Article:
For sheet, 1/2 h at the solution-treatment temperature is sufficient. Rapid cooling is usually achieved by using a forced air blast, which causes less distortion than a water quench. For thicker sections such as rod, bar, extrusions or forgings, 1 h per 25 mm of section is recommended for thorough heating.

Ageing, for 8-24 h at 400°C and 8 h at 475°C, should be followed by air-cooling in each case. It may be necessary to guard against distortion during the ageing treatment by, for instance, supporting sheet on a flat base or by holding a complex fabrication in a suitable jig. The linear dimensional change on ageing is very small.

On occasions, when subsequent development of the fully aged properties is not necessary, a simple anneal at 790 ± 10°C followed by air cooling is sufficient for both sheet and thicker sections. This treatment may also be used to give a full recrystallisation anneal between heavy cold working operations (e.g. during flow turning).

Stress relieving of annealed material after forming and welding is achieved by a subsequent treatment at 600°C for 5h. For solution-treated material, however, the duplex ageing treatment acts as a satisfactory stress-relieving operation, and the 600°C treatment should not be used since it will cause over-ageing.

The oxide scale formed during annealing or solution treatment should be removed by vapor blasting or other scale-modifying treatment, followed by light pickling in a bath containing 4% commercial hydrofluoric acid and 20% nitric acid in water.

Creep properties. Aged Ti-2.5Cu Alloy (IMI Titanium 230) is more creep-resistant than was IMI Titanium 317 over the range 150-320°C and more creep-resistant than the hardest grade of commercially pure titanium at all temperatures.

It is important that any material whose properties make it technically attractive for operation for long periods at elevated temperatures should be metallurgically and mechanically stable under operating conditions. The room-temperature tensile properties of aged Ti-2.5Cu sheet are not affected by creep exposure for 100 h at temperatures in the range 200-350°C. Slight increase in strength and precipitate particle size is apparent after 5000 h at 350°C but there is no evidence of surface instability or loss of ductility, even though the post-creep tensile tests were carried out with no further surface preparation.

Fatigue properties. Like the steels and most other titanium alloys, Ti-2.5Cu Alloy has a fairly well defined fatigue limit and the S/N curve becomes horizontal at 107 or 108 reversals of stress. The fatigue ratio is particularly good; in most cases, the fatigue limit is more than 0.6 times the static tensile strength.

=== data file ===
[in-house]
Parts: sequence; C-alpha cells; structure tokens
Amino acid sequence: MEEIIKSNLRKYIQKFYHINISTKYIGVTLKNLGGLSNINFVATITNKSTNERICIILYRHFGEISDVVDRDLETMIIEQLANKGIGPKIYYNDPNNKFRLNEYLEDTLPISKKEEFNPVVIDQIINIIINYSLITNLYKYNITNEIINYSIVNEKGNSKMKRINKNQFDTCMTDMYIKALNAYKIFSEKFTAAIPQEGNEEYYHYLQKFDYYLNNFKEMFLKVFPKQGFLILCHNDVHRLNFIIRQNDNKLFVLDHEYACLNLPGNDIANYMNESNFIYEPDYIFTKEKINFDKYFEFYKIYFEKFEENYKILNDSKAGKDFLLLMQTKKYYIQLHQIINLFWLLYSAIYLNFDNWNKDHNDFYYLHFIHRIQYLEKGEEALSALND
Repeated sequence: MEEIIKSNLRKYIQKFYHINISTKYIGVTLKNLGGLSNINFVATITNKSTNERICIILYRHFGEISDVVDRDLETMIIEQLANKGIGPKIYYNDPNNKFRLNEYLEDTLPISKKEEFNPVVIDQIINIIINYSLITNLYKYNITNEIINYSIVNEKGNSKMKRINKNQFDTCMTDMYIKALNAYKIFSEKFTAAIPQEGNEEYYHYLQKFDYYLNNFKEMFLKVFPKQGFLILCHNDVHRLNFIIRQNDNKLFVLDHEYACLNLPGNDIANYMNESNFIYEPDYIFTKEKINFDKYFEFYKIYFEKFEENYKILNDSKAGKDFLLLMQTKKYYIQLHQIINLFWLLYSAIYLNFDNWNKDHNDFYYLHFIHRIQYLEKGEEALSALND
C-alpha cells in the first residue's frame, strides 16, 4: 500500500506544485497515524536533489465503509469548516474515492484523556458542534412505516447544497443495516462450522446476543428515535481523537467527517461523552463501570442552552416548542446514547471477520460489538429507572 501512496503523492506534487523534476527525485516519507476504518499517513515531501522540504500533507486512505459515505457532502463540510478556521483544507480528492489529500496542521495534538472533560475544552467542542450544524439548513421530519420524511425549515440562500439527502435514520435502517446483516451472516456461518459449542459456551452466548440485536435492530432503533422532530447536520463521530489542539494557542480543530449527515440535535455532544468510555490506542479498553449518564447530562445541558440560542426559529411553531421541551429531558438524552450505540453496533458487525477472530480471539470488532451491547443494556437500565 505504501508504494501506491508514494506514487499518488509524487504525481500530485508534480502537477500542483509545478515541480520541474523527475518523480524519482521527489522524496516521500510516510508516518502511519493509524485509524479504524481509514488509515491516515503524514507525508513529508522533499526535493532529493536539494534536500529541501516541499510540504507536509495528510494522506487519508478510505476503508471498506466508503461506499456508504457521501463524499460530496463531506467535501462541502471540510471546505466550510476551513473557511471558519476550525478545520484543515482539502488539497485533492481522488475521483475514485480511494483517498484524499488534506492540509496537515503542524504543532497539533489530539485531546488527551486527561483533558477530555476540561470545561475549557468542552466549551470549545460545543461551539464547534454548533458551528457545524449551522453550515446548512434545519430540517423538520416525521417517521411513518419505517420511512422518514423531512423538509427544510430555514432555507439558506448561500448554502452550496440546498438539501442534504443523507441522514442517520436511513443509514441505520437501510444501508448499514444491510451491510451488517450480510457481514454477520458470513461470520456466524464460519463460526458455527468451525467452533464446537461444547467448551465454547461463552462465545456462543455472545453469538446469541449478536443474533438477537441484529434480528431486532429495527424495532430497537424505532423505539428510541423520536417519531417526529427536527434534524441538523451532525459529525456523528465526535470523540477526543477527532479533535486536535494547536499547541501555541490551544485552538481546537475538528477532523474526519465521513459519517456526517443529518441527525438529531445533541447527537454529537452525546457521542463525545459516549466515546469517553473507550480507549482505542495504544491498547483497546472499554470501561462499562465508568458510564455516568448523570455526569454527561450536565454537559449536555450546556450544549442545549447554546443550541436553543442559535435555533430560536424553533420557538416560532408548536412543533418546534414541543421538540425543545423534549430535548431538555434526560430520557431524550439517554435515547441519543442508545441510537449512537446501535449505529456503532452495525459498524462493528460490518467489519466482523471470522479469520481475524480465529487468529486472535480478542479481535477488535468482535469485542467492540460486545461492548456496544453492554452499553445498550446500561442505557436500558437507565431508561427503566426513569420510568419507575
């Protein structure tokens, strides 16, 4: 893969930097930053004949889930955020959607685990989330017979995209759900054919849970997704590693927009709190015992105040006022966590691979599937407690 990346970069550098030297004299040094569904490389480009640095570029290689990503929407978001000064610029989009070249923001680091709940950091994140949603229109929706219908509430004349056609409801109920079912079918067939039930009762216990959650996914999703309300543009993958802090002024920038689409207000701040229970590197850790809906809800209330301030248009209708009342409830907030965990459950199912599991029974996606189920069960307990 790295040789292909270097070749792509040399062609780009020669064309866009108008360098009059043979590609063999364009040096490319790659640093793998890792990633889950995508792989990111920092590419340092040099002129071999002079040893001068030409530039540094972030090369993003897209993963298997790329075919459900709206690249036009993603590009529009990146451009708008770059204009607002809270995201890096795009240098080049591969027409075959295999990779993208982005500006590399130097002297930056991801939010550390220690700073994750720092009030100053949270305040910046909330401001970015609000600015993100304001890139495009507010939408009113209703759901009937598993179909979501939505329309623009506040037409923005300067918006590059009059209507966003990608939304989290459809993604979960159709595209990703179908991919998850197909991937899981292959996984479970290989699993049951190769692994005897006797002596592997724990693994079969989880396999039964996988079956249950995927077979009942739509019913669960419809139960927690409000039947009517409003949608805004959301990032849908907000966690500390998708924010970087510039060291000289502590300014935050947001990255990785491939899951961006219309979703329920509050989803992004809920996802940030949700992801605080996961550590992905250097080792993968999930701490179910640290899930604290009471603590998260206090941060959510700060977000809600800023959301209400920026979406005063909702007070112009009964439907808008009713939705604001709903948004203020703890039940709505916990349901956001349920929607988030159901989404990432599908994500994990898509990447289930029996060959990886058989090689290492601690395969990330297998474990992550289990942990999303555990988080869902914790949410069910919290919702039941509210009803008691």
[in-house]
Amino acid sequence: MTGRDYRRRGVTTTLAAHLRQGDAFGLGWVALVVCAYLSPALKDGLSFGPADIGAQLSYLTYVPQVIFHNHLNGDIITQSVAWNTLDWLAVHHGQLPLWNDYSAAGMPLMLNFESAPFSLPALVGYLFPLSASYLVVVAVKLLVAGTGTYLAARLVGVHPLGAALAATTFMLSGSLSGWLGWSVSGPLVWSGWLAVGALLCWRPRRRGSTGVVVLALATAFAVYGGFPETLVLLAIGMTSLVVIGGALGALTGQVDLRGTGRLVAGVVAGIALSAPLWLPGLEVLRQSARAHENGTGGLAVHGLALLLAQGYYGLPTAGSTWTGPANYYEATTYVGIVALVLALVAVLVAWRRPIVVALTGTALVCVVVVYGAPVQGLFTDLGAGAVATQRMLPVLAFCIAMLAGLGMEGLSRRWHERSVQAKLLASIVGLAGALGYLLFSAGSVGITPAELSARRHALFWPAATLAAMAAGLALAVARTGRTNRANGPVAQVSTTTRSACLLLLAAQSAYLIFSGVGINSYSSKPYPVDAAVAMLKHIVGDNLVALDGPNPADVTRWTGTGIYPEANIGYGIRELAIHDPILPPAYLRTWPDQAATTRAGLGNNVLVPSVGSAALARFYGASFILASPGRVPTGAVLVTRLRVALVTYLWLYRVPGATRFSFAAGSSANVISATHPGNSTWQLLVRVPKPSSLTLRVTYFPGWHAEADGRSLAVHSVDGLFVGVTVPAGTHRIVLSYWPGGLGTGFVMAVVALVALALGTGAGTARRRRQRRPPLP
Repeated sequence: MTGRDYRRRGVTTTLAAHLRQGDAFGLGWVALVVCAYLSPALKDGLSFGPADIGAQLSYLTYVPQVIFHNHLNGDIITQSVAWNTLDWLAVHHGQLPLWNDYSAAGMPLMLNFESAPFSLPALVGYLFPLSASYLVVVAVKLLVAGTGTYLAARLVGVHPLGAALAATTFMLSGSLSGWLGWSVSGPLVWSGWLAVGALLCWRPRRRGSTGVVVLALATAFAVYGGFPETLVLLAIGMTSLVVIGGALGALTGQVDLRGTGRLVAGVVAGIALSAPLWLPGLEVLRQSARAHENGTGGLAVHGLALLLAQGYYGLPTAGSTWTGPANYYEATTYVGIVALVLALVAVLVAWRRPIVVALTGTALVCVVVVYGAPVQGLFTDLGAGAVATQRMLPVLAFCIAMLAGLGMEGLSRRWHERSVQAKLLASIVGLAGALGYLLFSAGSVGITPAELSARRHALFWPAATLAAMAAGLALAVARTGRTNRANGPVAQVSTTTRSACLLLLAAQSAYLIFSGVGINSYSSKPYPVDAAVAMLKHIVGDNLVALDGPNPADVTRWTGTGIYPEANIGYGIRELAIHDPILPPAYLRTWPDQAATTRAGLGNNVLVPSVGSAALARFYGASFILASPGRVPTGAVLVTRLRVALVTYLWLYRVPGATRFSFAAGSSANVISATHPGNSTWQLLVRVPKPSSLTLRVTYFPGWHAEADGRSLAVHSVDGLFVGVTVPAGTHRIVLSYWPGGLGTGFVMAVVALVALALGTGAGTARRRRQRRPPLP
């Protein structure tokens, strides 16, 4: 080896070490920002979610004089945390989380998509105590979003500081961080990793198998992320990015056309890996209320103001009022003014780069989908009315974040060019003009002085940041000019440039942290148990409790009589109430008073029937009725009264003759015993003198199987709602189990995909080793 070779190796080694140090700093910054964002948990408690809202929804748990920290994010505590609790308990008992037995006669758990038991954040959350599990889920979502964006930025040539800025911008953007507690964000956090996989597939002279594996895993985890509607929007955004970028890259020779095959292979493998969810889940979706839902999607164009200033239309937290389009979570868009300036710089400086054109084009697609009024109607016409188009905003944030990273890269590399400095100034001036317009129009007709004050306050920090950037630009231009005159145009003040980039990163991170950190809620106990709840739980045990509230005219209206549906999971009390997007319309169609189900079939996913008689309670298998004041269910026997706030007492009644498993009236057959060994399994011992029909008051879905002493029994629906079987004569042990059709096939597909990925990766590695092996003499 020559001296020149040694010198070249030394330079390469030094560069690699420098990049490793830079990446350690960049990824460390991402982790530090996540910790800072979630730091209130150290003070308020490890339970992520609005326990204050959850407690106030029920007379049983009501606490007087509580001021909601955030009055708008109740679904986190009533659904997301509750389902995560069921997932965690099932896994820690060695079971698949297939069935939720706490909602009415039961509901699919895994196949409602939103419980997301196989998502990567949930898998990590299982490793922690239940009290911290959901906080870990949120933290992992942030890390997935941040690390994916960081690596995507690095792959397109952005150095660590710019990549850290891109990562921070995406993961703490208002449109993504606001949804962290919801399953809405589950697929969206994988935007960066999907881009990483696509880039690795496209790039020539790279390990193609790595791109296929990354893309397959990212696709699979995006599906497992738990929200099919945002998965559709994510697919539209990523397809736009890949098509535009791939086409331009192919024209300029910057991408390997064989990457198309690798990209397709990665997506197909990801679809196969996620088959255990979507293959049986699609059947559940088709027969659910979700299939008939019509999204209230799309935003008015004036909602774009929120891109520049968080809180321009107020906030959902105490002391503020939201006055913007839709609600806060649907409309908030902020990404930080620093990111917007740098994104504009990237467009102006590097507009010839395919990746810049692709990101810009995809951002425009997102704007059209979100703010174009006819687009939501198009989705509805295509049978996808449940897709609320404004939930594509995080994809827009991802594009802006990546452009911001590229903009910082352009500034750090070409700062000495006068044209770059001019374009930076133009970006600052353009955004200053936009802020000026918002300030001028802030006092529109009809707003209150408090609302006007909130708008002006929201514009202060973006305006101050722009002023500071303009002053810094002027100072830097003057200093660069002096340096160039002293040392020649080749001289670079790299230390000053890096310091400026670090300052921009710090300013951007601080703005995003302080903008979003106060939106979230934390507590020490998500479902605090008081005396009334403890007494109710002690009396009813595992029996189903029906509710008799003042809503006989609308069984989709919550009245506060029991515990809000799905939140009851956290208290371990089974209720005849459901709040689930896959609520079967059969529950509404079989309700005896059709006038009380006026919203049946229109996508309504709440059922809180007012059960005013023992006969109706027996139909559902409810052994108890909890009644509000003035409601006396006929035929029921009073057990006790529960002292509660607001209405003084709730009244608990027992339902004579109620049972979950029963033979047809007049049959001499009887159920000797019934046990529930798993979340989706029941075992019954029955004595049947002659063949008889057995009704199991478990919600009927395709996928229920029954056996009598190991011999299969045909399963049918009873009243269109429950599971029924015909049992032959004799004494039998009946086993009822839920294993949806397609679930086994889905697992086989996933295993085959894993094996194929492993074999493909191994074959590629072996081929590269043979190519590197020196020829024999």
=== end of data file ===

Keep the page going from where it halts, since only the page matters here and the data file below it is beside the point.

Forging. Ti-2.5Cu Alloy is very easy to forge. A certain amount of forging in the α+β field is required to develop optimum properties. The ideal forging preheating temperature is 800-820°C, though a preheating temperature of 850°C is commonly used. It may, on occasions, be permissible to go as high as 875°C for initial roughing operations, provided that a reduction of at least 2:1 or 4:1 is subsequently carried out at the lower temperature.

Forming. As the mechanical properties indicate, Ti-2.5Cu Alloy in the annealed or solution-treated condition is capable of undergoing considerable cold deformation without cracking. It is thus amenable to cold forming by conventional methods, such as pressing, stretch forming, spinning, etc., as applied to the stainless steels.

Welding. Ti-2.5Cu Alloy can be joined by fusion, resistance, flash-butt and pressure welding. Fusion welds can be made by both argon-arc and electron-beam welding. Joining techniques are governed by the metal`s affinity for atmospheric gases. At its melting point, titanium rapidly dissolves oxygen, nitrogen, hydrogen and carbon. Oxy-acetylene, metal-arc, carbon-arc and atomic-hydrogen welding processes are therefore unsuitable for titanium.

With adequate control of welding techniques, Ti-2.5Cu Alloy is one of the easiest metals to join. Welds of 100% strength can be obtained, with only a slight loss in tensile or bend ductility. When making a welded fabrication in an age-hardenable alloy such as Ti-2.5Cu Alloy, it is best to carry out the forming and welding on sheet already in the solution-treated condition. Ageing can then be carried out on the fabricated component. If the alloy is to be used in the annealed condition, then welding should be followed by stress relieving for 1/2 h at 600°C.

April, 2003